Roots reggae singer Bim Sherman, who was brought to the UK by Sherwood for a tour and decided to stay, also makes his first New Age Steppers appearance. Here, he records “My Love,” a reworking of 1971’s “Can’t Hide the Feeling,” originally by Rocksteady titans The Gaylads. That track is notable for being the very first recorded appearance of Neneh Cherry, who in addition to working with the Slits, would go on to International pop stardom with the 1989 hit “Buffalo Stance.”
Meanwhile, Style Scott’s drummer’s chair was handed over to St. Thomas, Jamaica’s Eskimo Fox, who would become a constant in the Sherwood universe. Perhaps to link the album back to its traditional material, Eskimo Fox adds a lagging drum beat in lieu of Style Scott’s charge, giving the tunes a less tense, more soulful feel.
1983’s Foundation Steppers marked a significant change in production style. While the previous two New Age Steppers albums were tinged with the cold aesthetic of post-punk, Foundation Steppers referenced iconic Jamaican producers like King Tubby, Junjo, and Lee Perry for its core sound. Here, a distinctly Jamaican-style, low and heavy rhythm section drive the proceedings, resulting in a more rumbling, less mechanized sound. This is in part due to Ari Up and Style Scott beginning the recording sessions at the famed Channel One studios in West Kingston, before bringing the tapes to England for finalization.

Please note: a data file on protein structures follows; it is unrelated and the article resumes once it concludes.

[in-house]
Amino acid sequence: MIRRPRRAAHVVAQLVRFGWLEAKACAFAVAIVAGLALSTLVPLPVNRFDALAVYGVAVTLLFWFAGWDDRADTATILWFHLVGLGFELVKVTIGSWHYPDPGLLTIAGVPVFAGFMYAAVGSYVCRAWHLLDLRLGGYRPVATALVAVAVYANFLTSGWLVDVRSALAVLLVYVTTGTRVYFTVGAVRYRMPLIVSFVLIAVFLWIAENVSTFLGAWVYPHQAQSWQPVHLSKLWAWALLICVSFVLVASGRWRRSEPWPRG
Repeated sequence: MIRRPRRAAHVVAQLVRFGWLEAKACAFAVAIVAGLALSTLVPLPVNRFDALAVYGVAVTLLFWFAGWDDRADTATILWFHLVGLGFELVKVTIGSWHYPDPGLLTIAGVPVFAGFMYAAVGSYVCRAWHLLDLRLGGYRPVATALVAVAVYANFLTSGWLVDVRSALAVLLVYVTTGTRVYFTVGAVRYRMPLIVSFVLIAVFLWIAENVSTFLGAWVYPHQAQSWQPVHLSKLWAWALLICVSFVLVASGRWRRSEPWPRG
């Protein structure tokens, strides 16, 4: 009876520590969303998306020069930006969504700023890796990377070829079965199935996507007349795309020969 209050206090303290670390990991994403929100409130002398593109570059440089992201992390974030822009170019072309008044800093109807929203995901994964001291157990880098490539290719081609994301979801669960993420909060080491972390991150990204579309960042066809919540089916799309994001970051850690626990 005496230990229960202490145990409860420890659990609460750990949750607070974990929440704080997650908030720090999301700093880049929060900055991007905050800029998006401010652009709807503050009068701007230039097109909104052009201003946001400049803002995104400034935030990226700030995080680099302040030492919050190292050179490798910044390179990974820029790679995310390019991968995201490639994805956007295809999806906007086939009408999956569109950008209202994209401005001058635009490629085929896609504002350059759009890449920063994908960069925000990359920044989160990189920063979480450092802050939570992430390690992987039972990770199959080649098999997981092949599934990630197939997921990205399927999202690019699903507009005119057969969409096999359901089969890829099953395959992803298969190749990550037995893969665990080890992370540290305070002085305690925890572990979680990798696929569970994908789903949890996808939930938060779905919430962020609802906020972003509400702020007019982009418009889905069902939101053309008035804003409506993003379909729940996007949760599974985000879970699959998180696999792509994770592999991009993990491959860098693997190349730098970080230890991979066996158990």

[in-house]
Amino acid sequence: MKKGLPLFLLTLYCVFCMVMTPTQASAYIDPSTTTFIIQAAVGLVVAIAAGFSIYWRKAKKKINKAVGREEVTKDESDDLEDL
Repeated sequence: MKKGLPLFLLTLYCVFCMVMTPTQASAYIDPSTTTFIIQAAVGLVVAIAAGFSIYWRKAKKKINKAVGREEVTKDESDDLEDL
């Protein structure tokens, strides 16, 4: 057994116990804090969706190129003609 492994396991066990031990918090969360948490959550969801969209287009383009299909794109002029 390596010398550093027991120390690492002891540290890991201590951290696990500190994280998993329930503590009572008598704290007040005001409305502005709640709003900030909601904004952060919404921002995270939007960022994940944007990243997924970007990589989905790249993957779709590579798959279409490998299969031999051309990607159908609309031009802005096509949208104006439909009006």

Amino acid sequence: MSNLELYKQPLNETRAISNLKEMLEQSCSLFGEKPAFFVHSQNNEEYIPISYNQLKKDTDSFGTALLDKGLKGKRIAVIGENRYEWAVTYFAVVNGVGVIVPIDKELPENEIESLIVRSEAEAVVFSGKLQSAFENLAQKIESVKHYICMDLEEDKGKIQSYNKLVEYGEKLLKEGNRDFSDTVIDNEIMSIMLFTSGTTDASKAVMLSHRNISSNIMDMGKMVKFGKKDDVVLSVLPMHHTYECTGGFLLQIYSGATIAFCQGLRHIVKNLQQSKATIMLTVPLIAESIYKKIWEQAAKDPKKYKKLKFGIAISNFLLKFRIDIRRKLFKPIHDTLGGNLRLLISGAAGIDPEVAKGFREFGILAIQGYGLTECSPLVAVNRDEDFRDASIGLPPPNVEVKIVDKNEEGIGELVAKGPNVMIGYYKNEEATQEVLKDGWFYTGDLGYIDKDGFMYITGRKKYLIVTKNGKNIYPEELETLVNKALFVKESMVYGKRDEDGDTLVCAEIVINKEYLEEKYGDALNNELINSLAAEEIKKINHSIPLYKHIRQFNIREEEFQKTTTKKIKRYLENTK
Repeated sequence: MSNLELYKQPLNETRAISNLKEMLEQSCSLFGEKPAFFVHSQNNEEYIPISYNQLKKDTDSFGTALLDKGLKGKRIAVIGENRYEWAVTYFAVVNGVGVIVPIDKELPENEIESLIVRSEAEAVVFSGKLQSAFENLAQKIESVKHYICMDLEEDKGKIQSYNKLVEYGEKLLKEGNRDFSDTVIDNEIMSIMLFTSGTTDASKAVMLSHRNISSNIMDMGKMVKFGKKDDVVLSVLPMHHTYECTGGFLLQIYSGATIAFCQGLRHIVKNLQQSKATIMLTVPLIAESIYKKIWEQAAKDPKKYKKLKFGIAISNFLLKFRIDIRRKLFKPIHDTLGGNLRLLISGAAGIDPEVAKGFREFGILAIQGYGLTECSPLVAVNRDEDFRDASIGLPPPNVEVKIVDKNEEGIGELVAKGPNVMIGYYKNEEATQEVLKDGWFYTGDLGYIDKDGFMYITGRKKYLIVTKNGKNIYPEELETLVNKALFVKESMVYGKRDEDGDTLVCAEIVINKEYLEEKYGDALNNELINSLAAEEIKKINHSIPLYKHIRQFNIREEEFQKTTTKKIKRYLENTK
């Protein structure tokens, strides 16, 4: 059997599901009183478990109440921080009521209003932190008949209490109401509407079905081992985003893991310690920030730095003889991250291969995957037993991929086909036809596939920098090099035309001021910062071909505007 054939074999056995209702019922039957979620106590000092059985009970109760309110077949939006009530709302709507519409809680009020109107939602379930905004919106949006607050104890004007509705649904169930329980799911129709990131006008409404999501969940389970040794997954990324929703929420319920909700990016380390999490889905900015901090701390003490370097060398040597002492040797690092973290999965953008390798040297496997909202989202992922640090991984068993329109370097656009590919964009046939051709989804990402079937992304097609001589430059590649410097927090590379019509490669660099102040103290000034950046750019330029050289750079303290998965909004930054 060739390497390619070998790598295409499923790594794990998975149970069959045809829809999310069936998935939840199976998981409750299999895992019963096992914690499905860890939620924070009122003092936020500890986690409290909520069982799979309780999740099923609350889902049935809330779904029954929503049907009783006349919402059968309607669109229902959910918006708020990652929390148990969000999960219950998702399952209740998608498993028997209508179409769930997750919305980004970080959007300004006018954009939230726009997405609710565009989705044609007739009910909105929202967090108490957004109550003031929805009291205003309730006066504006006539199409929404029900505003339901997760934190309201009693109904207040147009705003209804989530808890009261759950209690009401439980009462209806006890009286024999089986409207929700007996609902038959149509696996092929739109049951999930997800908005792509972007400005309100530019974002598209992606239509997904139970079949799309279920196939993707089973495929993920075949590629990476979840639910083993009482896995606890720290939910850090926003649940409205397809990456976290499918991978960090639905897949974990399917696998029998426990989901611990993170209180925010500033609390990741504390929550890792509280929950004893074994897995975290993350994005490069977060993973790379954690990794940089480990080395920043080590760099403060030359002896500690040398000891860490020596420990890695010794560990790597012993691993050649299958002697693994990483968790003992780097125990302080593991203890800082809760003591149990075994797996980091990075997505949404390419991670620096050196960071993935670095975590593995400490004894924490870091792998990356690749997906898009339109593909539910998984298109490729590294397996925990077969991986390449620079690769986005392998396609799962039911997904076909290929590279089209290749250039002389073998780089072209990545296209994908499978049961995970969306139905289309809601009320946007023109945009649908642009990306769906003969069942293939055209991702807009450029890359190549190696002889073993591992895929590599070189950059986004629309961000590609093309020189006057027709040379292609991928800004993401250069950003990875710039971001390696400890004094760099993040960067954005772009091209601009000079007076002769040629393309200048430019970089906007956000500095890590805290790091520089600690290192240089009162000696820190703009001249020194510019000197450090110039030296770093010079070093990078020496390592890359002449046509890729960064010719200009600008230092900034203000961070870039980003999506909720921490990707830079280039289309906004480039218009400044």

Also adding to the change of sound was the fact that Bruce Smith and Mark Stewart had stopped contributing to the group, perhaps lessening the “post-punk” influence and allowing for the “reggae side” to grow. The musician credits read like a who’s who of late ‘70s/early ‘80s Jamaican heavy-hitters: Style Scott, Bingy Bunny, Errol Flabba Holt, Dwight Pinkney, Vin Gordon, Bami Rose, Steely (of Steely & Clevie).
Ari Up contributes some of the most traditional vocals of her career. Where she was previously wont to add in vocal tics, screeches, and German-language rants, here, she is in full-on roots mode on tracks like “Some Love” (a Chaka Khan cover) and a version of pop standard “Stormy Weather.”
Bim Sherman also has increased presence, penning numerous originals, including “Memories,” a lover’s tune accentuated by some distinctly ‘80s synths, and the angry track “Dreamers,” which denounces mankind’s shortcomings. The release started a new era for Sherman. While Sherman was known in Jamaica for his expressive vocals, he began a long-running partnership with Sherwood where he would contrast his emotive voice over Sherwood’s robotic compu-bashing.